by Gaia Cornwall
“Jabari is definitely ready to jump off the diving board. He’s finished his swimming lessons and passed his swim test, and he’s a great jumper, so he’s not scared at all. “Looks easy,” says Jabari, watching the other kids take their turns. But when his dad squeezes his hand, Jabari squeezes back. He needs to figure out what kind of special jump to do anyway, and he should probably do some stretches before climbing up onto the diving board. In a sweetly appealing tale of overcoming your fears, newcomer Gaia Cornwall captures a moment between a patient and encouraging father and a determined little boy you can’t help but root for.”
“Rashin is excited about her first visit to the beach in her family’s new home. On the way there, she remembers what beach trips were like in Iran, the beautiful Caspian Sea, the Persian music, and most of all, the saffron ice cream she shared with her best friend, Azadeh. But there are wonderful things in this new place as well — a subway train, exciting music… and maybe even a new friend!”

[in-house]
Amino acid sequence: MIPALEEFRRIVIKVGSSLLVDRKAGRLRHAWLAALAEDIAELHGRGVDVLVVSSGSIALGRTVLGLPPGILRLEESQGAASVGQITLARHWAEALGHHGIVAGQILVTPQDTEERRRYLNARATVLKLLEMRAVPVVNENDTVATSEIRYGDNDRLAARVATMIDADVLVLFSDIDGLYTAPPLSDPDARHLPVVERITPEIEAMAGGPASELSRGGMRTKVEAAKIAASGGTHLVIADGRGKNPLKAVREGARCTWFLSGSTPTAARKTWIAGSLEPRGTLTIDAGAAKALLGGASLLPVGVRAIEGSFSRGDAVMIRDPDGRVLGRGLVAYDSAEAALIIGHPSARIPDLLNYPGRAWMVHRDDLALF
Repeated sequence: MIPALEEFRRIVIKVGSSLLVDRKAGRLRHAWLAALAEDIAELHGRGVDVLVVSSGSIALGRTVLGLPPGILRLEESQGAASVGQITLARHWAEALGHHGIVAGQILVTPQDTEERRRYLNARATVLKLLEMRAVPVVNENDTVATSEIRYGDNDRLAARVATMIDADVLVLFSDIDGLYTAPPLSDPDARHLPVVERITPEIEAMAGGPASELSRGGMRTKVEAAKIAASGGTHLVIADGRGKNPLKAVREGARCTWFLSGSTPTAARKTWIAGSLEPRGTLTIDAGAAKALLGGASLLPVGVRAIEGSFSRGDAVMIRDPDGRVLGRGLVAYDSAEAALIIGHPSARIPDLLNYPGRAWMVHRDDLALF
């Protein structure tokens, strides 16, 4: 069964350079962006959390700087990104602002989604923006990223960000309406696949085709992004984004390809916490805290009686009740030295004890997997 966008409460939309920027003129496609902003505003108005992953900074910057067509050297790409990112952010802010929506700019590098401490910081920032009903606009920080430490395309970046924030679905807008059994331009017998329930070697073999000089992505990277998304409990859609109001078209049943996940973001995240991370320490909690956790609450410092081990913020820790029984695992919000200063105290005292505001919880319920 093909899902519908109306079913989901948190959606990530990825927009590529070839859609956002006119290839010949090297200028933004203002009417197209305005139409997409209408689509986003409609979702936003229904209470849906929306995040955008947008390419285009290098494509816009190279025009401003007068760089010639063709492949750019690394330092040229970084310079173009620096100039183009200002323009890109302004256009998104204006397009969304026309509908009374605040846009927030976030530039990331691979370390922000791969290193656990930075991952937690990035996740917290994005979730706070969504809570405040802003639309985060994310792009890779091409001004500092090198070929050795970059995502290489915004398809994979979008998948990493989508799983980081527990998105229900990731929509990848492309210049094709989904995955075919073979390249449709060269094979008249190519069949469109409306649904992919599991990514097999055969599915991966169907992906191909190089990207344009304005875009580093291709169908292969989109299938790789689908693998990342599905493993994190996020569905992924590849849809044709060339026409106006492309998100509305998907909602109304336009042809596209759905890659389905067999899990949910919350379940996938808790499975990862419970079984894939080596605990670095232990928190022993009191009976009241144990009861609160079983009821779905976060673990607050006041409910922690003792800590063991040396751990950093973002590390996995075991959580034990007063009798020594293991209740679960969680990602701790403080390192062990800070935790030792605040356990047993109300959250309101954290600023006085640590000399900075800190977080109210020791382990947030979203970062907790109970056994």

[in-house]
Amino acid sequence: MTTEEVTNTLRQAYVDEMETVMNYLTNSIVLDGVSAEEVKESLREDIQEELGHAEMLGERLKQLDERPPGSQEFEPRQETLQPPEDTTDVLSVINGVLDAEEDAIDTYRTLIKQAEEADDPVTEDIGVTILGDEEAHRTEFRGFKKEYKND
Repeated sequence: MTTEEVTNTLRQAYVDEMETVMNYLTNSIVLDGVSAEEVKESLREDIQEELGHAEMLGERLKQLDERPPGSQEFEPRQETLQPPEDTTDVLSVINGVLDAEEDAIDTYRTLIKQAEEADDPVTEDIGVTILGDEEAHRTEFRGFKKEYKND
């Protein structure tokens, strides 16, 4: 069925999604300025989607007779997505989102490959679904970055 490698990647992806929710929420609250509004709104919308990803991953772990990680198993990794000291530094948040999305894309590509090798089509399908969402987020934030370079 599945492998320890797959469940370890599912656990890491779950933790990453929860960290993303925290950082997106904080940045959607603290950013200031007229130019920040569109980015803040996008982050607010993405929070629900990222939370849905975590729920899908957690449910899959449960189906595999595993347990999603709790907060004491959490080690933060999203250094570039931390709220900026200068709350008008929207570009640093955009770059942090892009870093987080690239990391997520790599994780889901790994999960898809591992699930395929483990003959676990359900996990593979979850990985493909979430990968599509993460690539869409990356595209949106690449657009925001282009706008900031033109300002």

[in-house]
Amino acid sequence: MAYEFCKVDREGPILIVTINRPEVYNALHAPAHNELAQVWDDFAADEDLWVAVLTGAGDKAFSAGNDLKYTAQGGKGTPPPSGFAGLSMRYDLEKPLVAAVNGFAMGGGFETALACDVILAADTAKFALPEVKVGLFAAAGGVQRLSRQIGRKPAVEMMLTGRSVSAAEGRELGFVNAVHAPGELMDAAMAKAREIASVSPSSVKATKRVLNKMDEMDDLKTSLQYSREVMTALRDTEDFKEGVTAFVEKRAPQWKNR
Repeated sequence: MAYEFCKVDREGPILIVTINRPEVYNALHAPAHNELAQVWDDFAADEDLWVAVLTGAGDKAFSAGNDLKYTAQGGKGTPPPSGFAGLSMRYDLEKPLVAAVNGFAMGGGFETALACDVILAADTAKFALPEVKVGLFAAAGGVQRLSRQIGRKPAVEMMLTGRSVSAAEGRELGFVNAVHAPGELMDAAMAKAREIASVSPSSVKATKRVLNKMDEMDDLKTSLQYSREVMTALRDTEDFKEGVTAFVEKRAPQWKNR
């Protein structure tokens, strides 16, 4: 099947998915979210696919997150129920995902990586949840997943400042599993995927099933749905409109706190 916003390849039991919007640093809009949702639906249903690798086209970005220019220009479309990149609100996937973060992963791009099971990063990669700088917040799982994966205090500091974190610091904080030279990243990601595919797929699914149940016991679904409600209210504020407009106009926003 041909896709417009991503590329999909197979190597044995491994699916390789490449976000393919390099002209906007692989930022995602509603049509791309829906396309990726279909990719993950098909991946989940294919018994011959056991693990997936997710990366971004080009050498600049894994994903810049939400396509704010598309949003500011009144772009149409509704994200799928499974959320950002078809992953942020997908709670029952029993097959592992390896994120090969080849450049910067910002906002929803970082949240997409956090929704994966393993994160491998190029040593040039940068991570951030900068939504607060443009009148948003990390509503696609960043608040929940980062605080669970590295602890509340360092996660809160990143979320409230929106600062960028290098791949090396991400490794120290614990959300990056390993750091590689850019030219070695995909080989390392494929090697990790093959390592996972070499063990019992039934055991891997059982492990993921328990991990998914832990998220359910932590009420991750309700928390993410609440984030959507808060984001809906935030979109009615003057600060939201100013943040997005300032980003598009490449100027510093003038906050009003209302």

by Kirsten Hall and Isabelle Arsenault
“Buzz from flower to flower with a sweet honeybee in this timely, clever, and breathtakingly gorgeous picture book from critically acclaimed author Kirsten Hall and award-winning illustrator Isabelle Arsenault.”
The backyard campout is tonight. Jada and Jamal Perkins have never slept in a tent before. Neither have their best friends, Carlita Garcia and Josh Cornell. Camping is going to be so much fun. Or is it? It’s really dark in the backyard. And what’s that noise? It’s coming from the bushes.
“In this sequel to Like Pickle Juice on a Cookie, Eleanor is off to summer camp. At first she’s excited, but when she gets there she finds bugs, no electricity, and terrible food. And worst of all: swim class, where she just can’t seem to keep up with the other campers. But as the days go by, Eleanor realizes that life is full of special surprises—even after some belly flops.”
by Lenore Look